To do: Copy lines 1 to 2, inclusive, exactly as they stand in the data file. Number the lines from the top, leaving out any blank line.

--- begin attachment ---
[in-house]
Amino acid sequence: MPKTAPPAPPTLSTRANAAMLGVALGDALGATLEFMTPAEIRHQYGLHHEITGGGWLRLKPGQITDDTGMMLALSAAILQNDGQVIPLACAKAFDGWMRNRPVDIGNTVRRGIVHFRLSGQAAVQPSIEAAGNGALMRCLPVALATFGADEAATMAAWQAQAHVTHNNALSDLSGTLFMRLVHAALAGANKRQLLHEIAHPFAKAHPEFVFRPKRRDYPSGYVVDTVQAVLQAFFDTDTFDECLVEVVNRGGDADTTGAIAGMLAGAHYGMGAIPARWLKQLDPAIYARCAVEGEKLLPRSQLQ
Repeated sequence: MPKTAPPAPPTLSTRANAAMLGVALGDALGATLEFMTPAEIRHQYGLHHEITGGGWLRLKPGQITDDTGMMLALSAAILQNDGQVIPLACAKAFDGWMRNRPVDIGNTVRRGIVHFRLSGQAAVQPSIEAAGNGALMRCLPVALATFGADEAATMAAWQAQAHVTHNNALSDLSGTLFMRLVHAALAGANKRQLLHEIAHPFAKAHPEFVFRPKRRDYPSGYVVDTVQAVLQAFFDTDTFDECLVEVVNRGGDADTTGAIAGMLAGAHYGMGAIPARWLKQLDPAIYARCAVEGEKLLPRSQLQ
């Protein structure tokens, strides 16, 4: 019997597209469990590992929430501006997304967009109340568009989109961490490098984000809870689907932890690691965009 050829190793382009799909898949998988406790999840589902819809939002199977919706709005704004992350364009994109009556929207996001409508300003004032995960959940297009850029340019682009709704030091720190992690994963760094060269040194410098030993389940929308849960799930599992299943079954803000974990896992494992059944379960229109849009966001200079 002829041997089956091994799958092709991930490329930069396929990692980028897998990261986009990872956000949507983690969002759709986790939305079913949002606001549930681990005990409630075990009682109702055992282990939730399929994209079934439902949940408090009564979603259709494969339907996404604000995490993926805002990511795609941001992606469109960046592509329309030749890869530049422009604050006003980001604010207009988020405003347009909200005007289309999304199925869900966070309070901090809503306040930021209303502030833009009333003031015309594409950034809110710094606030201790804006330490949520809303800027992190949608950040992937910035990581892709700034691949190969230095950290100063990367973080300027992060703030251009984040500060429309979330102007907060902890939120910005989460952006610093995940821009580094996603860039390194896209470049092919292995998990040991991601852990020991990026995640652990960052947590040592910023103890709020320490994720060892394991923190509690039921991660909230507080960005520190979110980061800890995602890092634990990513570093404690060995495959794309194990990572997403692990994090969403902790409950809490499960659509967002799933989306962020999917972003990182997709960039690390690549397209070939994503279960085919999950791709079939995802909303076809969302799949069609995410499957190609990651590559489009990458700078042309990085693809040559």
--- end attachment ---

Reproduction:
[in-house]
Amino acid sequence: MPKTAPPAPPTLSTRANAAMLGVALGDALGATLEFMTPAEIRHQYGLHHEITGGGWLRLKPGQITDDTGMMLALSAAILQNDGQVIPLACAKAFDGWMRNRPVDIGNTVRRGIVHFRLSGQAAVQPSIEAAGNGALMRCLPVALATFGADEAATMAAWQAQAHVTHNNALSDLSGTLFMRLVHAALAGANKRQLLHEIAHPFAKAHPEFVFRPKRRDYPSGYVVDTVQAVLQAFFDTDTFDECLVEVVNRGGDADTTGAIAGMLAGAHYGMGAIPARWLKQLDPAIYARCAVEGEKLLPRSQLQ